The Great Race: An Author, a Coupe, and the Thrill of the Ride

Steven J. Chandler


Dina Bennet has an interesting take on American literature’s classic road trip. In her book, Peking to Paris, she recounts the 8,000 mile classic car rally which she undertook with her French-born husband Bernard in a 1940 GM LaSalle coupe nicknamed “Roxanne.” The race brought them from Beijing to Russia, across Central Europe and finally into Paris. It was a road rife with possibility for social, political and cultural insights. We don’t get much further, however, than the author’s anxieties and allegiance to a husband bent on winning gold at all costs. The images of the Chinese, Mongolian and Russian frontiers flash by in misshapen vignettes, harsh descriptions of a dystopia more likely resembling the uneasy geography of the author’s psyche than the rally’s landscape.


This is certainly not the journey of Jack Kerouac hitching rides across the highways of America or Hunter S. Thompson straddling a Harley while traveling the California coast with the Hells Angels. Bennet and her husband go to sleep as the other rally teams celebrate in their tent. They wake up early to make repairs on the car and notate changes to the race itinerary. They have the type of foresight that likely ensured that they received the best and warmest of the camp breakfast, the first shower and the use of a pristine toilet in the morning not yet sullied by some bleary-eyed driver with a headache and bad aim. In short, the converse of what we would have expected on road trip through parts of China and Mongolia.


 It’s the type of responsibility that many of us much more reckless and boozy travelers wish they would have practiced on the road. Maybe the story the next morning isn’t as exciting, but at least there’s no headache. The reliability of Bennet and her husband is important to note. It’s directly contrasted by the unreliability of their vehicle, Roxanne. As Roxanne deteriorates, the road begins to open wide. Her husband steadfastly at her side like a force of gravity, she may never untether herself and find the independence which the open road can offer. Still, there are times of lightness and introspection. Bennet’s writing is most interesting in these moments when she realizes the value and beauty of being elsewhere. The rally ultimately becomes secondary to the author’s inward journey.  She competes not with other drivers and navigators, but against the anxiety and self-doubt which this rally has magnified. 


This story is also about classic cars -- classic being the operative word as we find that Roxanne, as well as many of her counterparts, is in constant need of repair. Roxanne’s malfunctions prove to be the key divergence from the course, both in a literal and metaphorical sense. The interactions Bernard shares with the local mechanics are humorous episodes that touch upon the universal language of cars.


The author takes these opportunities to let the men be men and discuss aspects of an ancient machine which they may or may not fully understand. In these instances, Bennet takes on the challenge of ordering lunch from a foreign menu. In another moment of Roxanne’s infirmity, the author interacts with a mechanic’s family in Mongolia, his wife sharing with her tea and family photographs. Normally so concerned with whether she’ll ultimately fail her husband as a navigator and a wife, this moment of kindness in the book is a welcome reprieve from the author’s inner-turmoil.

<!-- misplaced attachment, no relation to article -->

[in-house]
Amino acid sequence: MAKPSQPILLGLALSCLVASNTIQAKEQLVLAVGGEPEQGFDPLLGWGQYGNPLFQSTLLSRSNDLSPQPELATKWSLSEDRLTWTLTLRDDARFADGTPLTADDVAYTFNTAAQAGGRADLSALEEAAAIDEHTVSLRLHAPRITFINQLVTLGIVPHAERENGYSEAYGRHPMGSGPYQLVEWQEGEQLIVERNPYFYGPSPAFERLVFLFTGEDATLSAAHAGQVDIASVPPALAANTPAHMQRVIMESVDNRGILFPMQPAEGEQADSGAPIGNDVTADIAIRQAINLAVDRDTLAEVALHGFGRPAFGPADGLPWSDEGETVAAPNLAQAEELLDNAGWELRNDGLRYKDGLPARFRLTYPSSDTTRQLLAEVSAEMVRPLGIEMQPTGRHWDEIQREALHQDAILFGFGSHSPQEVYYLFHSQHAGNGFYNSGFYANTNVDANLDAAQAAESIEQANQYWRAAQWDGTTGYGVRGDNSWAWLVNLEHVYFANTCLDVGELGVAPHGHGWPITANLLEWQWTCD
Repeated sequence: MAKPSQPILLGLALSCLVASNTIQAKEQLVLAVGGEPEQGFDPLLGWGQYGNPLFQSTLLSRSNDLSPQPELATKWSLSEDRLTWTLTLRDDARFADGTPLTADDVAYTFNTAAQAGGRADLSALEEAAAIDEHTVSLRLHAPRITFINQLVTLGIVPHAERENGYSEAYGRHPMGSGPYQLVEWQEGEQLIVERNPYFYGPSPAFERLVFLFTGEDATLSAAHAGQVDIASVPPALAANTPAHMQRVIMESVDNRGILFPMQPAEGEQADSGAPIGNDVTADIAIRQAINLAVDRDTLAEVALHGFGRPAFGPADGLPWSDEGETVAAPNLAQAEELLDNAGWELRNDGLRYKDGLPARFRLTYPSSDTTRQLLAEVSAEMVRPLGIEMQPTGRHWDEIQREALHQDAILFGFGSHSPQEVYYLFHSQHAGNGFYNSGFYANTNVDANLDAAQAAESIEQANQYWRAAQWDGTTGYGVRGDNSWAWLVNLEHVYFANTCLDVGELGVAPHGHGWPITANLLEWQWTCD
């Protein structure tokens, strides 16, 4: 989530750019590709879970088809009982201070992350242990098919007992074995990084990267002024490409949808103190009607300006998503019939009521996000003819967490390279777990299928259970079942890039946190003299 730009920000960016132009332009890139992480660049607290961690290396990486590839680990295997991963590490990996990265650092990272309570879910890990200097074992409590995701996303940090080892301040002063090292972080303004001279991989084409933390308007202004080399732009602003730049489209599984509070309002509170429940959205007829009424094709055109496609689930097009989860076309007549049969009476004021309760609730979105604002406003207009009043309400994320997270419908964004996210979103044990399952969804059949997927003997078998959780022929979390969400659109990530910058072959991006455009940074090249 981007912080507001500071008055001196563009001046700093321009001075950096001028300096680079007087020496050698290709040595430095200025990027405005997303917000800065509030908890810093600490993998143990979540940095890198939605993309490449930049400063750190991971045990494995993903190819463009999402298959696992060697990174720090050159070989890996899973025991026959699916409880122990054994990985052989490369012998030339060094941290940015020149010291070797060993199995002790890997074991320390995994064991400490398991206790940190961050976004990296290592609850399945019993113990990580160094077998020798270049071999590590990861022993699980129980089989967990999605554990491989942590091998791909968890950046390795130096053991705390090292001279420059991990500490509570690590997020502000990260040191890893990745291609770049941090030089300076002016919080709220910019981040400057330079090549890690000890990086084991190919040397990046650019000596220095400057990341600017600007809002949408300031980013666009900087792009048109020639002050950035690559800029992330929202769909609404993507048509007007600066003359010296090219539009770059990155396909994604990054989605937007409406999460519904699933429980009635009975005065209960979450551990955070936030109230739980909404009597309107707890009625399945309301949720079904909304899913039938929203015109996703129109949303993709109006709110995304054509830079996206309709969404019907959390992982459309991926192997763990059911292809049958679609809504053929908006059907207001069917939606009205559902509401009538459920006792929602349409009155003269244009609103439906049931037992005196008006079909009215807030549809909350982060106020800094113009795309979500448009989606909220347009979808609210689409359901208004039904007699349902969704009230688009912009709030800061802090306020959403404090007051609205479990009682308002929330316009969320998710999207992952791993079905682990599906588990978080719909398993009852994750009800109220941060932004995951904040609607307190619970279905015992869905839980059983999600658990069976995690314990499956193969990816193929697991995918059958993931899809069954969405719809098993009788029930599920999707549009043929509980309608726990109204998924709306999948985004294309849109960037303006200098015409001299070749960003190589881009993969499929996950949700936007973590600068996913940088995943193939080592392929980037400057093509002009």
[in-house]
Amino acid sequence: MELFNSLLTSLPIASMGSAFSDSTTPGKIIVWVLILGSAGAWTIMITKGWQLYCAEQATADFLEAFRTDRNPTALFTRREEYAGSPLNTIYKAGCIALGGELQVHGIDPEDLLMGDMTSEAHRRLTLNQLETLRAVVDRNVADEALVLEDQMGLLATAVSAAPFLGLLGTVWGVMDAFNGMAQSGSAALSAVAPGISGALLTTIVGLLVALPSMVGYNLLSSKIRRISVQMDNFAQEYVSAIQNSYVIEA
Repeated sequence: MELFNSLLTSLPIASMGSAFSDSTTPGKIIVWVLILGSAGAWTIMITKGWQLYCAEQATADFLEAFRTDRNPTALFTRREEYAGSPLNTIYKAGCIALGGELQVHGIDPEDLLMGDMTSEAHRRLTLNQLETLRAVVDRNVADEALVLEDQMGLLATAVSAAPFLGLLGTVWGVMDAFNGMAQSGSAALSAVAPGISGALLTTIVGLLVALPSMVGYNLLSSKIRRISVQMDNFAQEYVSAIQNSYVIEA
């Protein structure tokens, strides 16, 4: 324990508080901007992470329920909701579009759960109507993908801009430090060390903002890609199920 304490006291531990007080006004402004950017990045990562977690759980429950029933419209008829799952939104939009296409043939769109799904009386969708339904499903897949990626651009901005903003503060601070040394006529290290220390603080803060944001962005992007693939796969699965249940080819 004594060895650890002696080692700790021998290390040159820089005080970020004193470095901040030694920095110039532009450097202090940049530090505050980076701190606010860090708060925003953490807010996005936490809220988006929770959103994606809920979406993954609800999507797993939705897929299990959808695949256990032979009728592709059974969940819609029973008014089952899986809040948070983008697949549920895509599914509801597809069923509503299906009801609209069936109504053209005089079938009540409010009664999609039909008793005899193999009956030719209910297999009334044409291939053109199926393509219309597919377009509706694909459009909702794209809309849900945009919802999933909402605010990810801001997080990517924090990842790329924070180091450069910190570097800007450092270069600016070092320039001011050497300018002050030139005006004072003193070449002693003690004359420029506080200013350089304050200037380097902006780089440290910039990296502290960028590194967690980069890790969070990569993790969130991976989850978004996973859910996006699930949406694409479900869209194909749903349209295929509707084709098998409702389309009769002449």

Roxanne’s unreliability ensures that a gold medal is out of reach. As a result, Bernard steps off the gas a bit and allows his wife, and himself, the luxury of leisure. Bennet is continually vacillating between acquiescing to her weaknesses and compensating for them. For example, when they cross into Siberia from Mongolia, Bennet recounts a trip to Russia years prior and a conversation she shared with acquaintances regarding her ethnic background. She failed to go as far as to describe her Jewish ethnicity and the forced exodus from Russia of her grandparents, suggesting the relationship with the associates was too tenuous for what she considered to be merely cultural unpleasantries. She juxtaposes that timidity with her approach to the Siberian countryside during the rally. Although not proclaiming Judaism, she enters a roadside diner, steps into the kitchen and orders lunch with the boldness of a woman unashamed of her history. From where do these bursts of courage arise? A sense of duty. For all his automotive acumen, Bernard is helpless when ordering lunch in a foreign country on his own.


There’s an inverse relationship between the way in which the rally’s path unfurls and the direction of the couple’s evolving values. As Roxanne and the course head west, Bennet and her husband move closer toward an Eastern way of thinking. They don’t reach a point of inner peace, but they do begin to let go. The race, the itinerary, the friends they first made are all given up for something far more rewarding: freedom.


This isn’t the book to hit the road with, and I doubt many will find in these pages the inspiration to seek out life elsewhere, but it’s interesting to consider the motivation of a woman who undertook a road trip across continents simply for the sake of her husband’s automotive whimsy. Some may call it devotion, others obligation. She calls it love. Whatever it may be, it puts the concept of dedication into perspective. For whom would we drive through Mongolia?


Author Bio:

Steven Chandler is a contributing writer at Highbrow Magazine.

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